SCOTLAND COULD BE HEADING towards a return of refundable deposits for drink containers thanks to a national campaign being backed by Moray’s MSP Richard Lochhead.
Launched by the Daily Mail, the campaign calls on the reintroduction of a deposit system in a bid to reduce the tons of rubbish piling up on river banks and beaches.
It is an issue that has been a particular problem for Moray, with local campaigners constantly organising beach cleans that highlight the number of plastic containers that either wash into estuaries from the sea or down rivers for towns such as Elgin to gather at popular beauty spots.
Surprisingly perhaps, one active local beach cleaner has told insideMoray that he is not in favour of a deposit scheme, citing a belief that it would do little to alleviate the problem. However, Mr Lochhead insists that, much as his carrier bag charge did while he was Environment Secretary, such a scheme would go some way to encouraging a more responsible attitude.
Now he has been further supported by news that Coca Cola have said that they have themselves had a change of heart over the issue.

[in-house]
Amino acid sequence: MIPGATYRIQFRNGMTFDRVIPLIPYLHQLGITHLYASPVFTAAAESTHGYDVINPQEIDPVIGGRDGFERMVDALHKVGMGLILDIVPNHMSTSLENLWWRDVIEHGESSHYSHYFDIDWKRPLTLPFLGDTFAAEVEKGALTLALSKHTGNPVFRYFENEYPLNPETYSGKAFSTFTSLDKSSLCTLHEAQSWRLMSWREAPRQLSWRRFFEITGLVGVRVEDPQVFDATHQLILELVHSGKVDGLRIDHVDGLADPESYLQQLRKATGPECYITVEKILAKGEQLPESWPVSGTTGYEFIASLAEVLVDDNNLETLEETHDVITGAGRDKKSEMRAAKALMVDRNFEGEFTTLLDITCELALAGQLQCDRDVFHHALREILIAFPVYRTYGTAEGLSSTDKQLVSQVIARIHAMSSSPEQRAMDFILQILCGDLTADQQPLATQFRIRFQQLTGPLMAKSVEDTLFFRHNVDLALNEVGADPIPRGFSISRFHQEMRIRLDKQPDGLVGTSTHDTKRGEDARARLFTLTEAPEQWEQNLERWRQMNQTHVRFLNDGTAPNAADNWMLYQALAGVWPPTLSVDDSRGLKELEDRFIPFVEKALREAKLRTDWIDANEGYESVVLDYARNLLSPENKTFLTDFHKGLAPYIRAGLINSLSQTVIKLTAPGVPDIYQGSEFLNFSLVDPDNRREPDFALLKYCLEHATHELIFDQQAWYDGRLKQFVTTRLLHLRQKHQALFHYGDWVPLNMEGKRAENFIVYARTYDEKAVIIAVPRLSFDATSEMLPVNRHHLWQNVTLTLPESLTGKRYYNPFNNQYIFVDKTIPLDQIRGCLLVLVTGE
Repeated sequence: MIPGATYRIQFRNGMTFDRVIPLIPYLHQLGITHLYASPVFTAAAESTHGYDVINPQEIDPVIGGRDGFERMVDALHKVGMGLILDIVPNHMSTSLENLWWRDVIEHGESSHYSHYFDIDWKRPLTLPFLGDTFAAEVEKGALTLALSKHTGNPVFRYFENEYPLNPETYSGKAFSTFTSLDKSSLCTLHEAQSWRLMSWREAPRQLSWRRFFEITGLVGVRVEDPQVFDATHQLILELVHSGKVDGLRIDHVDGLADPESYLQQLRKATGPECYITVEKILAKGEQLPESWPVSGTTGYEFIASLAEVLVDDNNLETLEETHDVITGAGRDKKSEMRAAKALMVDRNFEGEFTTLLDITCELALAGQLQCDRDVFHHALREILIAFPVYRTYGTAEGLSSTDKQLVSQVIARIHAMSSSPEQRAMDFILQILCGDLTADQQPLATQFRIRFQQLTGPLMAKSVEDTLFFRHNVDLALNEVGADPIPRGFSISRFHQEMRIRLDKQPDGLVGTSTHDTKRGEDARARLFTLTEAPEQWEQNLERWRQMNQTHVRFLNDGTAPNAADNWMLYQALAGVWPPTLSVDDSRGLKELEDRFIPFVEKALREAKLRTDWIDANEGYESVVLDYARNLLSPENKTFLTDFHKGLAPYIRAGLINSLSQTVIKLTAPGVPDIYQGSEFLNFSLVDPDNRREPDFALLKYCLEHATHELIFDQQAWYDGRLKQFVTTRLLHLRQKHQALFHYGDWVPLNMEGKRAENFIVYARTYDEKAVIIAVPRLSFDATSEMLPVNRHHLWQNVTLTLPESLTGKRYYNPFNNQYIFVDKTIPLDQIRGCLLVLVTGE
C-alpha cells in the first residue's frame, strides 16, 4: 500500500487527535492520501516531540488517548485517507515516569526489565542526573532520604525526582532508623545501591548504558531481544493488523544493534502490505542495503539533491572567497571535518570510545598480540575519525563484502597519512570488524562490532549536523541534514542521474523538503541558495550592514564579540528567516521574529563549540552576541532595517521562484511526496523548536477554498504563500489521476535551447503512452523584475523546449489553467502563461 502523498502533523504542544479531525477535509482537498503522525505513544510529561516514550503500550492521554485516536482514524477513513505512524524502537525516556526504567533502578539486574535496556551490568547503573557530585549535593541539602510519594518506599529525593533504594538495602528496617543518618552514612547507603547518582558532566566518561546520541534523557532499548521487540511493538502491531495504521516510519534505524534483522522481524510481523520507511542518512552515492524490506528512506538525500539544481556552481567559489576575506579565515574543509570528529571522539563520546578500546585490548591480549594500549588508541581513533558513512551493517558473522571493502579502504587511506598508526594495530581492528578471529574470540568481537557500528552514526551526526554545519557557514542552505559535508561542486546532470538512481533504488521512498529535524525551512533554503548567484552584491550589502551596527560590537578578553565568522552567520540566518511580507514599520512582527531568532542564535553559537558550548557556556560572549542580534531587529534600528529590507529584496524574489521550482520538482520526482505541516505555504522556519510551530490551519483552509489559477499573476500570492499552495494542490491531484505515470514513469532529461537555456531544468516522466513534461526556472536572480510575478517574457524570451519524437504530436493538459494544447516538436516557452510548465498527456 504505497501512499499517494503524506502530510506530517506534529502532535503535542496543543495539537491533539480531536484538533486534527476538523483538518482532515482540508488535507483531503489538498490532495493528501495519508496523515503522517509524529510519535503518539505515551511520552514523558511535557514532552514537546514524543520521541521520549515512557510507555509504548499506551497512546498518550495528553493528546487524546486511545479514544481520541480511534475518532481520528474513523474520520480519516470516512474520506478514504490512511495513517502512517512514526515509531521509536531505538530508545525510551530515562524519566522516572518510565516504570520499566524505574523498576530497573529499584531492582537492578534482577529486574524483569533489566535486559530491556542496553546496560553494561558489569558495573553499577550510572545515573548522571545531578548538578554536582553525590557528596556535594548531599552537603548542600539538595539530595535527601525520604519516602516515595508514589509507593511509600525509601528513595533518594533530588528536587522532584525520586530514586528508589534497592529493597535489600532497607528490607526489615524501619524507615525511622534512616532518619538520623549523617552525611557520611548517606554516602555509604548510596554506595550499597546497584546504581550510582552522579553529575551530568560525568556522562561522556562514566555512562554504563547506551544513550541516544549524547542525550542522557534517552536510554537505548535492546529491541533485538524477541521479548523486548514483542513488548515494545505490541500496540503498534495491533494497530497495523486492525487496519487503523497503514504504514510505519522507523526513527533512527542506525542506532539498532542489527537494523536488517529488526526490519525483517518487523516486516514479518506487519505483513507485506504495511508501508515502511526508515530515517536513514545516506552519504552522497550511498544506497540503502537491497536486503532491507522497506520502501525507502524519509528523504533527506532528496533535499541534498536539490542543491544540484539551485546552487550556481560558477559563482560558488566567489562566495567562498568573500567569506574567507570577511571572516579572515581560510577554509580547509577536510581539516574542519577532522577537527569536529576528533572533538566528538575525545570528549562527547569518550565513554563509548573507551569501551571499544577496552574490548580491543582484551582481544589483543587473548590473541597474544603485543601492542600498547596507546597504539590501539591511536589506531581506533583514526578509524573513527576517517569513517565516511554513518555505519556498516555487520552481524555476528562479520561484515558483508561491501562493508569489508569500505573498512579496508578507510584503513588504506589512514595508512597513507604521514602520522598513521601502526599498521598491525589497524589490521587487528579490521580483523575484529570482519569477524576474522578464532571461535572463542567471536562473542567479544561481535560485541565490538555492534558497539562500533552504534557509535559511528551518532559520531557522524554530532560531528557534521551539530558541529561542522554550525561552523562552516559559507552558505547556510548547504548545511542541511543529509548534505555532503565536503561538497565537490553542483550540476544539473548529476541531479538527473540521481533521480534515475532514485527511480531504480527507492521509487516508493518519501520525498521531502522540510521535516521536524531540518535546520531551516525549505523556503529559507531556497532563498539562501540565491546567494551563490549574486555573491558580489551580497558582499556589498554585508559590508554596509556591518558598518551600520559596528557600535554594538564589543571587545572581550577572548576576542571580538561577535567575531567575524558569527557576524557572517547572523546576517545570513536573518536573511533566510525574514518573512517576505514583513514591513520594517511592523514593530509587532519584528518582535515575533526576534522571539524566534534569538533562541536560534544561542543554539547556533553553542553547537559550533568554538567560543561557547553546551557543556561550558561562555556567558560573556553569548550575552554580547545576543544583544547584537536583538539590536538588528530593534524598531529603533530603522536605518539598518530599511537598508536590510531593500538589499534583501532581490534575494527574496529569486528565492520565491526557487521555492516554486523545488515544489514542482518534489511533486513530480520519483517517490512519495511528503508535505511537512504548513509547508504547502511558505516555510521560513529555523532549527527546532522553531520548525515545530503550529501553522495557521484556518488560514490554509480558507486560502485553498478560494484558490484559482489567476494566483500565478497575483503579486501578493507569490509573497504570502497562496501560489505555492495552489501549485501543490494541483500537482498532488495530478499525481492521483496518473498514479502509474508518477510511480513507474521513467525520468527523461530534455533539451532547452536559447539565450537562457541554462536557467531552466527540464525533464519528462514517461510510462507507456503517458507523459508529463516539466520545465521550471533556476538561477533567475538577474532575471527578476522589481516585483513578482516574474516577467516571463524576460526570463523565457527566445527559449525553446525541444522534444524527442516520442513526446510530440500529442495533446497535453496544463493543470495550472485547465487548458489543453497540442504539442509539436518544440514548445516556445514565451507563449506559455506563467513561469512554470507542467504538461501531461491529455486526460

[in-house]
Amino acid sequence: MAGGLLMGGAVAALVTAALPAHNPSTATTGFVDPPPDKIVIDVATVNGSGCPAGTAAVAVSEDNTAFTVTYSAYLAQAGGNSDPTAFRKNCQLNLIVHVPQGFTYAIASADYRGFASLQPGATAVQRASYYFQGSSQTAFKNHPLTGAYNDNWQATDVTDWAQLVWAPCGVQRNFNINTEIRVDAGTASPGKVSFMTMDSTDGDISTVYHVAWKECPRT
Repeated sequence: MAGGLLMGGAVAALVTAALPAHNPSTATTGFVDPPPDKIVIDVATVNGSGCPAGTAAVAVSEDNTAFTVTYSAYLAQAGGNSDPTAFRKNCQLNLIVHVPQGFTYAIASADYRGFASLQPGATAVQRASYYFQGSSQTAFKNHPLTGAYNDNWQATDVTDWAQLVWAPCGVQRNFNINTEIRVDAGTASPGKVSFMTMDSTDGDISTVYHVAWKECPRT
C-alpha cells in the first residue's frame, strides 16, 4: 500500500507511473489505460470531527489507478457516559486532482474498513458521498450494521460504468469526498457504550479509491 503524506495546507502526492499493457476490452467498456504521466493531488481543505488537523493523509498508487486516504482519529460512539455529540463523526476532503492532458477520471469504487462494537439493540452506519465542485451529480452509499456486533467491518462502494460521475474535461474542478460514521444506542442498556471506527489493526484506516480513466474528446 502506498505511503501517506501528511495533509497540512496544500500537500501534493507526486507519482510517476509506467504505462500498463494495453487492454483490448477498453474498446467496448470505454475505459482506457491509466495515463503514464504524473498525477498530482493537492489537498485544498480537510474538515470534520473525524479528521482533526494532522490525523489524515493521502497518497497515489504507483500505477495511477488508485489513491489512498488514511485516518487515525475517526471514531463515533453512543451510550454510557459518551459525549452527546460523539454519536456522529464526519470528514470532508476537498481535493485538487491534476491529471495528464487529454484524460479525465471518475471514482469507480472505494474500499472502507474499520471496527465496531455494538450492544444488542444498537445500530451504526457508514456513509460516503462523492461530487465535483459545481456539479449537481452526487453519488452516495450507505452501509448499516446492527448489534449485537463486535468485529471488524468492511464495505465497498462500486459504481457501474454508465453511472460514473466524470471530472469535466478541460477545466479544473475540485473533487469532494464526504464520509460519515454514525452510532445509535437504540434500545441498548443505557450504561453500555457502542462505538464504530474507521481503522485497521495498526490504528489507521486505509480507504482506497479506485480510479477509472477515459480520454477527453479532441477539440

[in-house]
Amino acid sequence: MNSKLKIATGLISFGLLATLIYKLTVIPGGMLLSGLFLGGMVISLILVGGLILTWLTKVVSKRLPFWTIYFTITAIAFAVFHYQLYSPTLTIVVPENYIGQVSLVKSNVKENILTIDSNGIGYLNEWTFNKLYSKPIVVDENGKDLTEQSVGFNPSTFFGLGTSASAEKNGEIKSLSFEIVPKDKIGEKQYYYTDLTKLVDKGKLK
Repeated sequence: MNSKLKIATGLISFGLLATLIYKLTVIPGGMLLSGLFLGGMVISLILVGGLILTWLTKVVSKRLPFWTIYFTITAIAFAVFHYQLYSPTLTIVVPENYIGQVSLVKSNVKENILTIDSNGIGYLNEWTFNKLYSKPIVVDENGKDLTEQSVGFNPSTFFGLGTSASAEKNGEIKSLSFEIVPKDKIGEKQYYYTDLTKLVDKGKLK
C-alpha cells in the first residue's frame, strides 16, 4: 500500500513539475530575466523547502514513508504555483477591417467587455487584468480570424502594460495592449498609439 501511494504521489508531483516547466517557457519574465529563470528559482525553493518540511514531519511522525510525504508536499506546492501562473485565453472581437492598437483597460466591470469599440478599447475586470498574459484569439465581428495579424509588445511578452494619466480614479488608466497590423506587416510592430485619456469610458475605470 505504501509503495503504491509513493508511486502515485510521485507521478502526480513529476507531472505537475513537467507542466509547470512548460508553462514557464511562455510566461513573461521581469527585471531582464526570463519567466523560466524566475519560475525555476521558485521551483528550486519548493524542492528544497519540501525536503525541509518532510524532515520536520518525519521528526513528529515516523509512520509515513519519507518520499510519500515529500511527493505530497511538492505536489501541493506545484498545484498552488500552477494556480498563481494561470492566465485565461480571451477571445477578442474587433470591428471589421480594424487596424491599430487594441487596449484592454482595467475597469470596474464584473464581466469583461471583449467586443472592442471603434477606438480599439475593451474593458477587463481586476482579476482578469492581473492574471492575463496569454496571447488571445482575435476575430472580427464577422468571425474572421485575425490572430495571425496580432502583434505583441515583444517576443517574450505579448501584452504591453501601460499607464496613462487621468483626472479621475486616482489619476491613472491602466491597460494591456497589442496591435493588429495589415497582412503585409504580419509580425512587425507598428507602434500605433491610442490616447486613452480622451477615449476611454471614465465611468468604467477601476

Mr Lochhead said: “This change of heart by the world’s biggest soft drink company is a very welcome and highly significant development in the campaign to introduce deposit and return schemes for drinks containers to improve recycling and tackle litter.
“It is refreshing that such a major player in the industry is willing to change its mind after looking at how such schemes work in countries around the world. This injects momentum and credibility into the debate in Scotland and we can lead the UK on this issue. This helps brings the introduction of such a transformative policy a big step closer.
“The Scottish Government and indeed Governments throughout the UK and beyond will no doubt sit up and take notice. Now that Coca Cola accept that deposit and return schemes are the real thing hopefully other drinks companies will follow their example.”
It is envisaged that the deposit system would see between 5p and 10p being added to the price of glass or plastic bottled goods at the checkout. Recycle bins would then be prominently positioned that allow the deposit to be automatically refunded when the bottles are placed in them.
Deposits for glass containers such as jam jars or bottles were commonplace in the UK in the 1950’s and 1960’s, with the recycling effort helped greatly by children who would patrol their communities looking for refundable bottles that they would then exchange for the cash deposits.